A reader familiar with DFW’s novels and short stories may see the philosophical process as unintentional humor ripe for exploitation. But the young DFW has been captured by the system (though not totally, as we shall see). He goes to extreme logical contortions in his own thesis to disprove fatalism using variations of the same logic as his educators plus a wealth of diagrams and formulae, and does it so well that he wins the school’s philosophy thesis award! From the perspective of today, DFW’s thesis could easily fit as an absurdity into one of his novels.
One might posit that DFW over time recognized the absurdity, and this recognition was a major factor in switching careers from philosopher to novelist. One sees the future DFW winking at us from his nascent self in his thesis with a reference to terrorists with nuclear weapons on the Amherst campus, and in an aside used as an annotation to a diagram, “(though the number of possible daughters of a given world-at-[a]-time could very well be infinite, I will for ease of presentation pretend that there are only a few).” And it should be to no surprise that nascent novelist DFW’s thesis has a wealth of diagrams, formulae, and footnotes to which the editor provides her own homage (a la Infinite Jest) by adding her own footnotes to DFW’s footnotes.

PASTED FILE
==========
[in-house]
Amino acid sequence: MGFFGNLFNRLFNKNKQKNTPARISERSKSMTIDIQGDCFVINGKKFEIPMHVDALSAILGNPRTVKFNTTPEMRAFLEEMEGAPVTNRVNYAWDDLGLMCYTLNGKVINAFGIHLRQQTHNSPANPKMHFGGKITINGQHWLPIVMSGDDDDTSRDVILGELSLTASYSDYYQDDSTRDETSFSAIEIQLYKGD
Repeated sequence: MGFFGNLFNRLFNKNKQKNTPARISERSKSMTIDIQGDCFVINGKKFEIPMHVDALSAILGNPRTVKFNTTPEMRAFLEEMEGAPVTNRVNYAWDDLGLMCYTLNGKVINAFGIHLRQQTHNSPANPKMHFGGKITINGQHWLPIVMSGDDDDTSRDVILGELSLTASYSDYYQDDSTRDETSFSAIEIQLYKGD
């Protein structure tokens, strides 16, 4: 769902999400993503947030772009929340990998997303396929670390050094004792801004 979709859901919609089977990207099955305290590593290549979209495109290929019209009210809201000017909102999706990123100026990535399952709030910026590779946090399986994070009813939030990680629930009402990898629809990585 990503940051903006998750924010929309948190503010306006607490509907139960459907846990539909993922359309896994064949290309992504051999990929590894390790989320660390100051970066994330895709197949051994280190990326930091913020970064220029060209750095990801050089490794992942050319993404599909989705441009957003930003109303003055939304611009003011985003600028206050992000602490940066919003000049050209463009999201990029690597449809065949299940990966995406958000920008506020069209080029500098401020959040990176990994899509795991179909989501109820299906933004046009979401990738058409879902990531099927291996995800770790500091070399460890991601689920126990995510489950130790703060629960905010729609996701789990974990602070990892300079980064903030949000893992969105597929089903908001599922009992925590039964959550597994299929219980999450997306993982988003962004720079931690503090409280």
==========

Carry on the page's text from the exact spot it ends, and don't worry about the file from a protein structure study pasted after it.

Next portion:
The same year DFW completed his thesis for the Philosophy Department, he also completed for the English Department, The Broom of the System, a book of some 500 pages, which became his first novel.
A novel of philosophical bent can be an enjoyable read even if the philosophy underlying it, when expressed in an academic setting might not be. In his novels and short stories, DFW does bring deeply philosophical ideas into the world without using the stilted terms, or intellectual rigor of academic philosophy.
If the only value of his schooling was to turn DFW away from academic philosophy toward philosophical novels, then the world has been made the better for it.
* A syllogism is a tool of logic.**
** This syllogism, however, is faulty.